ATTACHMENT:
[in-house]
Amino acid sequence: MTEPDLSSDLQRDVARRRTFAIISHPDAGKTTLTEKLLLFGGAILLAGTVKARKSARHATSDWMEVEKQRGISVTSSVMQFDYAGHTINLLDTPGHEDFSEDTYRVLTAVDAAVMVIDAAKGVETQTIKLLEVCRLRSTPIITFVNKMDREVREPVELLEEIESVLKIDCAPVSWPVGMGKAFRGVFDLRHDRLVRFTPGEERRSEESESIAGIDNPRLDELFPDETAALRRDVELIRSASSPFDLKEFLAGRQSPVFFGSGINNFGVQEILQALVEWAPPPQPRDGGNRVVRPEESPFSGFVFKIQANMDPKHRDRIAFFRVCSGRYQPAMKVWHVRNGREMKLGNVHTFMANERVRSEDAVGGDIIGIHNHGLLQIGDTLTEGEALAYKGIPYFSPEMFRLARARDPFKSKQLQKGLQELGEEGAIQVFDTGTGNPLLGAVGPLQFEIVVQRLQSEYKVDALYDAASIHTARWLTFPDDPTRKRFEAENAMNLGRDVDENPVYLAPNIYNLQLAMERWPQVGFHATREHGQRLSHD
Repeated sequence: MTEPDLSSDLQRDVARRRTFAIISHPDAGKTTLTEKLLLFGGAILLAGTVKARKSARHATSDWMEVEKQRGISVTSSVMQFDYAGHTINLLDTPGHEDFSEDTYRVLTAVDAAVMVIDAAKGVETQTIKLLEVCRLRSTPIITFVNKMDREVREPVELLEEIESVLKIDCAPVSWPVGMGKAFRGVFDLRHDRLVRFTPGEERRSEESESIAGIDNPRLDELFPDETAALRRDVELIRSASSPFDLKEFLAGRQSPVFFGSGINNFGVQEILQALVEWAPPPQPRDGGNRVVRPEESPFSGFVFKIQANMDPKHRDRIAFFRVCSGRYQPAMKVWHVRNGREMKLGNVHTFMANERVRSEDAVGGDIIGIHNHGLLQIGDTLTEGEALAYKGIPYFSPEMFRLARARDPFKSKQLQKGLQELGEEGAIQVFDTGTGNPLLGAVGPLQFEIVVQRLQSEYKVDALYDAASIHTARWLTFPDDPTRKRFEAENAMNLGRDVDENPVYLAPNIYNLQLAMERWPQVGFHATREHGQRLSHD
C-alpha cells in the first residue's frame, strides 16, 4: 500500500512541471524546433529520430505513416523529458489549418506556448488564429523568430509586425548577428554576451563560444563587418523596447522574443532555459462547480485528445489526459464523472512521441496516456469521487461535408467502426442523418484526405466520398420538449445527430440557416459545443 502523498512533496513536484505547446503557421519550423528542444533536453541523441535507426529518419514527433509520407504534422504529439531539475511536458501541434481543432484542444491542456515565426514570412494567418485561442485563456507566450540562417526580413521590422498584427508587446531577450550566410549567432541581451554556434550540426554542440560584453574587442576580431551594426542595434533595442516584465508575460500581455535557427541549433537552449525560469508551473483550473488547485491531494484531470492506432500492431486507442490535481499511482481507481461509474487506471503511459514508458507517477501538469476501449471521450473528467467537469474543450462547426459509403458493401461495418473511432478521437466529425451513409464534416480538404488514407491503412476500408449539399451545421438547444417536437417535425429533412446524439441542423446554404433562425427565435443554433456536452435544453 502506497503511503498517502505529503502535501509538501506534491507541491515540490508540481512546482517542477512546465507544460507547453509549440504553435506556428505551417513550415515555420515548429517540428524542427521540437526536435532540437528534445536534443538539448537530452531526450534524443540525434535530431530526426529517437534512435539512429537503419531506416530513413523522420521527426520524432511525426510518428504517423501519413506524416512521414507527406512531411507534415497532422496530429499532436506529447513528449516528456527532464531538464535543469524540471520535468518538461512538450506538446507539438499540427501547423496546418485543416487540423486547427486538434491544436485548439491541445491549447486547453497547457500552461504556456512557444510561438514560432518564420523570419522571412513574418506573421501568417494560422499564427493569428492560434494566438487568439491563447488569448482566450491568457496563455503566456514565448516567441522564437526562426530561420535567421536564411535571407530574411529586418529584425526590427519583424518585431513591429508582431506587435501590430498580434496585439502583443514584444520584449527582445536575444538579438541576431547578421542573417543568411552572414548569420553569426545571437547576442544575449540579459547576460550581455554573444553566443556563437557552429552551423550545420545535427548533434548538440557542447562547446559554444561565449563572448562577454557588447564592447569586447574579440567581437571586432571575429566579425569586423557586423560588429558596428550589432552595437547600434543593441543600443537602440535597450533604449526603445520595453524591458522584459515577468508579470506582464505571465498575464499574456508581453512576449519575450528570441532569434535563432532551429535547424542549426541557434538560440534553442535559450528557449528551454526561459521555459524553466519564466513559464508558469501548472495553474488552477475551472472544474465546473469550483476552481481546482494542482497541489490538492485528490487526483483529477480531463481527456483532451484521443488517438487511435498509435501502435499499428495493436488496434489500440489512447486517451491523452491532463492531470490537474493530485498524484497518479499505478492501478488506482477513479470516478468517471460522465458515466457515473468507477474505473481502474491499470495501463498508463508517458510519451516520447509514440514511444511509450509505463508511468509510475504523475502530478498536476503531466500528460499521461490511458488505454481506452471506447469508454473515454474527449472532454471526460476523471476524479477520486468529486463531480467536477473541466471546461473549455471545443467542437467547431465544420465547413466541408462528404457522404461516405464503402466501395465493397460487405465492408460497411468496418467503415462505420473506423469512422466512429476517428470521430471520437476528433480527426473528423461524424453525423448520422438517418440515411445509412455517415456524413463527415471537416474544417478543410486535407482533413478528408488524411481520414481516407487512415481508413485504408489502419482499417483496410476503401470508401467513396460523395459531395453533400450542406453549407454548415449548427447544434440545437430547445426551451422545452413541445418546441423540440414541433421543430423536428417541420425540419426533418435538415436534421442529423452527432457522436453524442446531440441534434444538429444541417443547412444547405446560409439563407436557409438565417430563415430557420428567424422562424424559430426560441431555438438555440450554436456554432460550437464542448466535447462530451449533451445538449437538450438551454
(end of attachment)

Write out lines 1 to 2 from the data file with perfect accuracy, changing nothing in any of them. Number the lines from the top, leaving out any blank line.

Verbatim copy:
[in-house]
Amino acid sequence: MTEPDLSSDLQRDVARRRTFAIISHPDAGKTTLTEKLLLFGGAILLAGTVKARKSARHATSDWMEVEKQRGISVTSSVMQFDYAGHTINLLDTPGHEDFSEDTYRVLTAVDAAVMVIDAAKGVETQTIKLLEVCRLRSTPIITFVNKMDREVREPVELLEEIESVLKIDCAPVSWPVGMGKAFRGVFDLRHDRLVRFTPGEERRSEESESIAGIDNPRLDELFPDETAALRRDVELIRSASSPFDLKEFLAGRQSPVFFGSGINNFGVQEILQALVEWAPPPQPRDGGNRVVRPEESPFSGFVFKIQANMDPKHRDRIAFFRVCSGRYQPAMKVWHVRNGREMKLGNVHTFMANERVRSEDAVGGDIIGIHNHGLLQIGDTLTEGEALAYKGIPYFSPEMFRLARARDPFKSKQLQKGLQELGEEGAIQVFDTGTGNPLLGAVGPLQFEIVVQRLQSEYKVDALYDAASIHTARWLTFPDDPTRKRFEAENAMNLGRDVDENPVYLAPNIYNLQLAMERWPQVGFHATREHGQRLSHD